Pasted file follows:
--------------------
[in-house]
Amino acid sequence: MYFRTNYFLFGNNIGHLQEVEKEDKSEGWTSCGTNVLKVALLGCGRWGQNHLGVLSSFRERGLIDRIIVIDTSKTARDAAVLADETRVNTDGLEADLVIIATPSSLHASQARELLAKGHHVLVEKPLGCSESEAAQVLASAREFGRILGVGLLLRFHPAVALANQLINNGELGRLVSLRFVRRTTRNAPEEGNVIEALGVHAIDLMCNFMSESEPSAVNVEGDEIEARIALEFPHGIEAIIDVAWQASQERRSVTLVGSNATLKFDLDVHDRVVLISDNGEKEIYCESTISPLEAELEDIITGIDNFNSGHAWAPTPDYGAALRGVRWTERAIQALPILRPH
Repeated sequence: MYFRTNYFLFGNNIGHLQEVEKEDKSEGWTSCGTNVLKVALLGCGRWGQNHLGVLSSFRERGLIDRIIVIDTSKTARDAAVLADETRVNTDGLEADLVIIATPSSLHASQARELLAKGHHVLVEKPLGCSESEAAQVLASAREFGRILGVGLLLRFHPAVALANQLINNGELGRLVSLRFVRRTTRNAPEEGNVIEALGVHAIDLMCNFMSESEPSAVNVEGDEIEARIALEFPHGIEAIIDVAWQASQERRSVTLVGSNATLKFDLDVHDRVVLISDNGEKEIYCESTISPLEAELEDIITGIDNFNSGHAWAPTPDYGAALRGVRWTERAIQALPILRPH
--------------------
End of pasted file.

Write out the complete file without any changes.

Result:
[in-house]
Amino acid sequence: MYFRTNYFLFGNNIGHLQEVEKEDKSEGWTSCGTNVLKVALLGCGRWGQNHLGVLSSFRERGLIDRIIVIDTSKTARDAAVLADETRVNTDGLEADLVIIATPSSLHASQARELLAKGHHVLVEKPLGCSESEAAQVLASAREFGRILGVGLLLRFHPAVALANQLINNGELGRLVSLRFVRRTTRNAPEEGNVIEALGVHAIDLMCNFMSESEPSAVNVEGDEIEARIALEFPHGIEAIIDVAWQASQERRSVTLVGSNATLKFDLDVHDRVVLISDNGEKEIYCESTISPLEAELEDIITGIDNFNSGHAWAPTPDYGAALRGVRWTERAIQALPILRPH
Repeated sequence: MYFRTNYFLFGNNIGHLQEVEKEDKSEGWTSCGTNVLKVALLGCGRWGQNHLGVLSSFRERGLIDRIIVIDTSKTARDAAVLADETRVNTDGLEADLVIIATPSSLHASQARELLAKGHHVLVEKPLGCSESEAAQVLASAREFGRILGVGLLLRFHPAVALANQLINNGELGRLVSLRFVRRTTRNAPEEGNVIEALGVHAIDLMCNFMSESEPSAVNVEGDEIEARIALEFPHGIEAIIDVAWQASQERRSVTLVGSNATLKFDLDVHDRVVLISDNGEKEIYCESTISPLEAELEDIITGIDNFNSGHAWAPTPDYGAALRGVRWTERAIQALPILRPH